You're trying to make your case based on assumptions of what messiness *have to* occur in the controller, model, and view layer to make this happen. You continously make general statements of how an approach != ohtml would work, whereas you would really have use an explicit example with a particular framework to not be wrong. In this case (and many many more), WebWork has simplified that *potential* messiness to the point where it's really not that bad.

    /Rickard
  14. Well fair enough the code doesn't look that messy, but the code you've supplied is still generally what I described in the previous post. Ok you don't need to change your model, but generally you still need to pass a boolean from the controller layer out to the Jsp layer via the Model. And since we're pasting code, this is how my code would look:

    m_txtUsername.setDisabled(true);

    You stated that you haven't strongly coupled your controller and view, but you've only acheived this at a syntatical level. At a logical level they are very much coupled by the fact that you're wanting to disable the "user" field from the controller but this doesn't happen till the view level. So you trying to make something that is logically coupled into something that is not? Just seems a bit funny to me.

    As for the general statements, what else would you expect me to be doing? I'm not exactly going to argue against all the possible frameworks out there, I could be here forever. I'm just trying to state some generic examples that has a similarity for most developers.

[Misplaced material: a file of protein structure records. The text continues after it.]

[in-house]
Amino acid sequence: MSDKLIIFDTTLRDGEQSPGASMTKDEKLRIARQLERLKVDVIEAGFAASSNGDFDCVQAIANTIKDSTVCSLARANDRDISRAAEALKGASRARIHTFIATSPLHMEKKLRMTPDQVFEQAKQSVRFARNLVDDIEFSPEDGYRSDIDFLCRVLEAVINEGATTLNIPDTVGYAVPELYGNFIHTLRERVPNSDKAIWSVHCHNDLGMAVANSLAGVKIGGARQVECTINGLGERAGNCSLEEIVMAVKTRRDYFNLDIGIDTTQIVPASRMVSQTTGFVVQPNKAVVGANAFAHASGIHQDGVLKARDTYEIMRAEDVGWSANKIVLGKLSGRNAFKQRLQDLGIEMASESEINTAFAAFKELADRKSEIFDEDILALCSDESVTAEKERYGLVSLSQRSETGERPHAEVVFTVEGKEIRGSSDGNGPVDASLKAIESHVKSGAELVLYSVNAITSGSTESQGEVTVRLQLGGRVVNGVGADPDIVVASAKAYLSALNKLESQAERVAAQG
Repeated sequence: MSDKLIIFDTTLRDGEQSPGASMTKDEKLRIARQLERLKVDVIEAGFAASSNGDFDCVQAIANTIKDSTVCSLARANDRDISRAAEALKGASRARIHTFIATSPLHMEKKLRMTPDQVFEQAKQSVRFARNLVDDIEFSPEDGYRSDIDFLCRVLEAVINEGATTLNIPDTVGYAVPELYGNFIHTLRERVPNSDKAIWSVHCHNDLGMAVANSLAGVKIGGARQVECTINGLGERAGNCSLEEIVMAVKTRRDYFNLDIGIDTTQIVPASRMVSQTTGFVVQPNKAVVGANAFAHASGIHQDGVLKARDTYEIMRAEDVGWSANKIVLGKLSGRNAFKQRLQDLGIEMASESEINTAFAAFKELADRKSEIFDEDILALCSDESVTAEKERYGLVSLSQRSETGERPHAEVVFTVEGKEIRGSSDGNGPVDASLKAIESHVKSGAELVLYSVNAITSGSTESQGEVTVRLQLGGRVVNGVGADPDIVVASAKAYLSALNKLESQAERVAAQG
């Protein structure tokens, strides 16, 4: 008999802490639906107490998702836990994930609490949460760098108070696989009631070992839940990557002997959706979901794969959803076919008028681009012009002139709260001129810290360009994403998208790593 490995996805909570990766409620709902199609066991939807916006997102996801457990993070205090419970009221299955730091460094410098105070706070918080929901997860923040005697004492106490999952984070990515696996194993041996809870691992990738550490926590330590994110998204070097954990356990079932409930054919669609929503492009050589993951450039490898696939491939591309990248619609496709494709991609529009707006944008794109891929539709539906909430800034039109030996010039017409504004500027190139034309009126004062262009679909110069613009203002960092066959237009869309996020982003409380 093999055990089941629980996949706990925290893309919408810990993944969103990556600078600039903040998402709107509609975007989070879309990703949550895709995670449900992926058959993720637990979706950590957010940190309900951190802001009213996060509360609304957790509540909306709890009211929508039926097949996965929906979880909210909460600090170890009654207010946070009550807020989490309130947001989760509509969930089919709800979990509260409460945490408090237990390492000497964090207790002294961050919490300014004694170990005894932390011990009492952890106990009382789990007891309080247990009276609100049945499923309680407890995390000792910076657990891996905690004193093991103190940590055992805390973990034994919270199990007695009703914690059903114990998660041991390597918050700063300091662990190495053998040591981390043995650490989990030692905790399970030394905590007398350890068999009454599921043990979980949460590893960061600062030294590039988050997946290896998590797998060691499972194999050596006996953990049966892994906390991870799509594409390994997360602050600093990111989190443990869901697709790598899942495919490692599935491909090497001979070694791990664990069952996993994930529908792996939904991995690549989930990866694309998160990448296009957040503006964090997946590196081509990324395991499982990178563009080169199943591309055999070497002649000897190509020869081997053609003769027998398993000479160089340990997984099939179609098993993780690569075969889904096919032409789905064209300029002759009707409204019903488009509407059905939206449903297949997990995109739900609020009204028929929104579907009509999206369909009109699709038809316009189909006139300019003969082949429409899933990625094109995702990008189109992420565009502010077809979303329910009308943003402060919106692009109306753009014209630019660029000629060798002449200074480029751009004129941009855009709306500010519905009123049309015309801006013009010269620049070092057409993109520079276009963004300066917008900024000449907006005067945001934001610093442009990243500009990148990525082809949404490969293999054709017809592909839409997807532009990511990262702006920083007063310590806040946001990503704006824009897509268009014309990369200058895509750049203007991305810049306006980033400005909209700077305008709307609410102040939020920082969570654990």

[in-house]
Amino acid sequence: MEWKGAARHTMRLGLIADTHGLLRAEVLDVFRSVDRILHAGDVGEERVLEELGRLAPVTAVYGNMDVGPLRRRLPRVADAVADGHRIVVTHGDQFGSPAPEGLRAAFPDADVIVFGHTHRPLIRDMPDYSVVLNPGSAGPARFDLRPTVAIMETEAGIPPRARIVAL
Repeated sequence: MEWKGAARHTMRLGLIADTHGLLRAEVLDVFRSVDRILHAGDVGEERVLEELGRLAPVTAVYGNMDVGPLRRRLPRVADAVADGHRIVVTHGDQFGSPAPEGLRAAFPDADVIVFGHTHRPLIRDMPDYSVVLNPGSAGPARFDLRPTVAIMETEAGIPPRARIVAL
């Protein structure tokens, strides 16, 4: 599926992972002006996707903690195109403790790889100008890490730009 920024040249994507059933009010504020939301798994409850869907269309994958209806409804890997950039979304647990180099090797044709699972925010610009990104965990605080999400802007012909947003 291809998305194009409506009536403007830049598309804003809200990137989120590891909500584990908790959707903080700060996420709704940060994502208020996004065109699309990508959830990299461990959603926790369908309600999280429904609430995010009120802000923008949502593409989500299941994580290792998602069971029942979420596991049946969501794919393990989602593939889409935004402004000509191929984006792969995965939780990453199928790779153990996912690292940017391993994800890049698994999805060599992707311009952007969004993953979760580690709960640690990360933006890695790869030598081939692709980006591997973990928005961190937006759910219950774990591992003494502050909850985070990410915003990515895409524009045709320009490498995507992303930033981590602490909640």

As I said before, your way has some good points but so does mine, especially for web apps that are form and data intensive.

    Keith
  15. Keith,

    With your architecture, how would i go about forwarding to another jsp. Your example only contained the one jsp, right now the place i work at is using struts, but i wanted to give this a try and wanted to see which i like better.

    Thanks,
    Jeff Cooper
  16. Hi Jeff,

    I'm glad your going to give ohtml a go. :)
    Perhaps you can email me and send some code too, it really depends on the architecture you want to use. If your using a page-centered architecture then you can just use a http forward. If you have a more dispatcher like architecture where you got a central entry point and you farm off the request then you just simply create the form you want and load that page. I only know struts from a high-level but I'm sure you can fit in my toolkit into their framework. They have a very good way of farming off requests to the appropriate controller.

    Keith
  17. Actually Object HTML is alternative to HTML but not MVC. MVC is an architecture , but not an Object HTML.
  18. That comment has been made before.
    OHtml doesn't cover the complete MVC architecture, but it offers more than just an alternative to Html. When you create a html form in OHtml, the form encapsulates your view, your model and parts of your controller. It allows you to access your view from your controller, something that the controller class, bean class, jsp page solution doesn't provide.
  19. Objective HTML - An alternative to the MVC[ Go to top ]

    Here's a great white paper on the subject of why "objective HTML" is better than JSP from the company that wrote a commercial implementation called Hammock.

    http://www.netdecisions.com/our_work/our_research.asp?os=nt&browser=ie&version=5.5&flash=yes#

    IMHO if you're building a "web application" Objective HTML is a better long term solution. If you're building a "dymanic web site" or there are mostly web designers on your staff JSP is a better tool.
  20. Objective HTML - An alternative to the MVC[ Go to top ]

    Thanks for the link Tad,
    I thought I was going it alone there for a while! :)